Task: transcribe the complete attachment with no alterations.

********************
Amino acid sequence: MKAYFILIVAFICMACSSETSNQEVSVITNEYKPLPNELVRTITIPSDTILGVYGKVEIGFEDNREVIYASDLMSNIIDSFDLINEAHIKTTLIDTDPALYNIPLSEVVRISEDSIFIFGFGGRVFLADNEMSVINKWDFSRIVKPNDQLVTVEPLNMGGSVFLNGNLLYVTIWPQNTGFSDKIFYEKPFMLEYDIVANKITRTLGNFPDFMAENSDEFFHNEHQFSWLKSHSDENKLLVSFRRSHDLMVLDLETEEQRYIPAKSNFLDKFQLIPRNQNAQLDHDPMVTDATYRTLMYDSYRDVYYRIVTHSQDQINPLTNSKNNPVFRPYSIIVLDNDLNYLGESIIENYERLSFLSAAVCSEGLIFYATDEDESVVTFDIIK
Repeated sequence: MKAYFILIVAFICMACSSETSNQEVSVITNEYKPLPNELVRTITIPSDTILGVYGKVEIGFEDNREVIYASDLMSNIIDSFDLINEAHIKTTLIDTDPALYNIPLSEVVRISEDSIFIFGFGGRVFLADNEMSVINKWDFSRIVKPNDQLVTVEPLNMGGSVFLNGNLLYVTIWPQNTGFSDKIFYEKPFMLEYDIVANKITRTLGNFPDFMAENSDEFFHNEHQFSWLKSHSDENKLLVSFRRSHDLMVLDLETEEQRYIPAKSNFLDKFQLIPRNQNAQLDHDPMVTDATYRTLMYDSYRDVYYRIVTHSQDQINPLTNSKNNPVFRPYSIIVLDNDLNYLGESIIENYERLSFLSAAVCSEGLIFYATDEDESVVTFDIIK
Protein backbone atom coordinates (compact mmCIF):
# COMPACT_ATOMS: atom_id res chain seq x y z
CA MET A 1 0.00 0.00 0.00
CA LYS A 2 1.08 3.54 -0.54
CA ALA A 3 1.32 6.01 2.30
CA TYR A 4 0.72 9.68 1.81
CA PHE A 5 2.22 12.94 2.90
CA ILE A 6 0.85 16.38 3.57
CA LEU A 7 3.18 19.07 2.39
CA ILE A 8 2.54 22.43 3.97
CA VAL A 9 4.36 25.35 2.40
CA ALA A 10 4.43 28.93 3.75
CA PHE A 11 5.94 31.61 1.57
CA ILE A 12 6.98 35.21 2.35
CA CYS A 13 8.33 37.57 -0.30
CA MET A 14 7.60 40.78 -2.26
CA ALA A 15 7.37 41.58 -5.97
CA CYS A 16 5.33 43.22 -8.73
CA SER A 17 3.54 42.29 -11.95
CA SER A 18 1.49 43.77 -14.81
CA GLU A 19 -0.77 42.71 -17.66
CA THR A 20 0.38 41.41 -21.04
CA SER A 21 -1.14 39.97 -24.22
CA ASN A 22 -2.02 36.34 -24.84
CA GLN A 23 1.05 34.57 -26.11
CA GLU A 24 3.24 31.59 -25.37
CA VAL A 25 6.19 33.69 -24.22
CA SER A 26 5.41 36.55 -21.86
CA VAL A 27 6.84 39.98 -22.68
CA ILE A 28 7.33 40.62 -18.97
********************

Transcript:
Amino acid sequence: MKAYFILIVAFICMACSSETSNQEVSVITNEYKPLPNELVRTITIPSDTILGVYGKVEIGFEDNREVIYASDLMSNIIDSFDLINEAHIKTTLIDTDPALYNIPLSEVVRISEDSIFIFGFGGRVFLADNEMSVINKWDFSRIVKPNDQLVTVEPLNMGGSVFLNGNLLYVTIWPQNTGFSDKIFYEKPFMLEYDIVANKITRTLGNFPDFMAENSDEFFHNEHQFSWLKSHSDENKLLVSFRRSHDLMVLDLETEEQRYIPAKSNFLDKFQLIPRNQNAQLDHDPMVTDATYRTLMYDSYRDVYYRIVTHSQDQINPLTNSKNNPVFRPYSIIVLDNDLNYLGESIIENYERLSFLSAAVCSEGLIFYATDEDESVVTFDIIK
Repeated sequence: MKAYFILIVAFICMACSSETSNQEVSVITNEYKPLPNELVRTITIPSDTILGVYGKVEIGFEDNREVIYASDLMSNIIDSFDLINEAHIKTTLIDTDPALYNIPLSEVVRISEDSIFIFGFGGRVFLADNEMSVINKWDFSRIVKPNDQLVTVEPLNMGGSVFLNGNLLYVTIWPQNTGFSDKIFYEKPFMLEYDIVANKITRTLGNFPDFMAENSDEFFHNEHQFSWLKSHSDENKLLVSFRRSHDLMVLDLETEEQRYIPAKSNFLDKFQLIPRNQNAQLDHDPMVTDATYRTLMYDSYRDVYYRIVTHSQDQINPLTNSKNNPVFRPYSIIVLDNDLNYLGESIIENYERLSFLSAAVCSEGLIFYATDEDESVVTFDIIK
Protein backbone atom coordinates (compact mmCIF):
# COMPACT_ATOMS: atom_id res chain seq x y z
CA MET A 1 0.00 0.00 0.00
CA LYS A 2 1.08 3.54 -0.54
CA ALA A 3 1.32 6.01 2.30
CA TYR A 4 0.72 9.68 1.81
CA PHE A 5 2.22 12.94 2.90
CA ILE A 6 0.85 16.38 3.57
CA LEU A 7 3.18 19.07 2.39
CA ILE A 8 2.54 22.43 3.97
CA VAL A 9 4.36 25.35 2.40
CA ALA A 10 4.43 28.93 3.75
CA PHE A 11 5.94 31.61 1.57
CA ILE A 12 6.98 35.21 2.35
CA CYS A 13 8.33 37.57 -0.30
CA MET A 14 7.60 40.78 -2.26
CA ALA A 15 7.37 41.58 -5.97
CA CYS A 16 5.33 43.22 -8.73
CA SER A 17 3.54 42.29 -11.95
CA SER A 18 1.49 43.77 -14.81
CA GLU A 19 -0.77 42.71 -17.66
CA THR A 20 0.38 41.41 -21.04
CA SER A 21 -1.14 39.97 -24.22
CA ASN A 22 -2.02 36.34 -24.84
CA GLN A 23 1.05 34.57 -26.11
CA GLU A 24 3.24 31.59 -25.37
CA VAL A 25 6.19 33.69 -24.22
CA SER A 26 5.41 36.55 -21.86
CA VAL A 27 6.84 39.98 -22.68
CA ILE A 28 7.33 40.62 -18.97